The US Department of Justice, as Number 7 of its "Problem-Oriented Guides for Police" series, has released an invaluable 50-page guide to comprehensively attacking the boom car problem. This is a wonderful resource to forward to your local Police Chief and Municipal Council. It can be obtained on the Internet at Guide, or contact our Society to obtain a copy.
Enforcement is Key
Stricter enforcement of noise violations by Norman, Oklahoma police and the Oklahoma University Department of Public Safety under the new Noise Ordinance Enforcement Project will begin Tuesday September 3, 2002. Both departments will be taking a more proactive approach to violations by sending out officers specifically to issue citations for noise violations, according to a Norman police press release.
The project is a result of a study session held by the Norman City Council on noise pollution. During the session, several citizens expressed concerns over excessive noise and the level of enforcement. After the session, the City Council directed Norman police Chief Phil Cotton to strictly enforce the noise ordinance, the press release said.
According to the ordinance, any sound in a public place that can be heard at least 50 feet away or any sounds from a private residence that are plainly audible from the property line are violations of the ordinance. The only exception to the ordinance is to obtain a permit from the city manager's office.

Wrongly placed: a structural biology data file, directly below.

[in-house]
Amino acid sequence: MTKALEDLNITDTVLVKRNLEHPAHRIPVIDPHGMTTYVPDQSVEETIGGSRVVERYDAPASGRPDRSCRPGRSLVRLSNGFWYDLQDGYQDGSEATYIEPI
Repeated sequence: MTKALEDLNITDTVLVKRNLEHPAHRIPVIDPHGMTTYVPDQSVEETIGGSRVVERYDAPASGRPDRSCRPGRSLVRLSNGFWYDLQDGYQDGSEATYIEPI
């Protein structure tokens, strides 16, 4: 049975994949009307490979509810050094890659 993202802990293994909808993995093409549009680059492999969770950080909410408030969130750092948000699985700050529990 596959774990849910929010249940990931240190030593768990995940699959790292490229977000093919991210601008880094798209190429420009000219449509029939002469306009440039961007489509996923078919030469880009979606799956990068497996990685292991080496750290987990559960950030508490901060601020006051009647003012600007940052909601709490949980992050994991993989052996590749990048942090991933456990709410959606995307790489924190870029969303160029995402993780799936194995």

Norman police Lt. Glenn Dobry said not only are loud stereos and exhaust pipes a violation of the ordinance, but OU football games, marching bands, "Boomer Sooner" horns, loud vehicle engines and pipes and other loud public and private events are as well. "We won't be writing citations [for the games]," Dobry said. "But technically, they are in violation. The ordinance doesn't make any exceptions."
OU President David L. Boren said that even if the city intended to enforce the ordinance, conduct changes would not be made at football games. He said the ordinance doesn't make much sense. "That is the silliest thing I have ever heard of," he said. "We are not going to ask our band to stop practicing, and we're not going to stop having football games."
OU Police Chief Joseph Lester said OUDPS would be assisting in the project only to an extent and would not be enforcing the violations on game days. "We will be enforcing [against] loud noises as it affects certain occurrences," Lester said. "The crowds will be able to cheer, the band will be able to play and the Roughnecks will be able to shoot off their guns. Everybody needs to know that this ordinance is there and needs to make the necessary adjustments to keep from being cited."
Dobry said that during quiet hours, 9 p.m. to 7 a.m., even lawn mowers, construction and electric tools are violations. The Norman police will use unmarked police cars, parked 50 feet away from roadways and hand held decibel meters to issue citations, and most people will receive a ticket for their first offense, Dobry said. "Apparently, we're going to be more proactive and write up tickets for the first [violation]," he said.
Dobry also said that noise units would probably stake out the [fraternity] houses to monitor possible noise violations, but the main goal of the project is for loud stereos and cars.
Right to Quiet Society Newsletter, Fall, 2002
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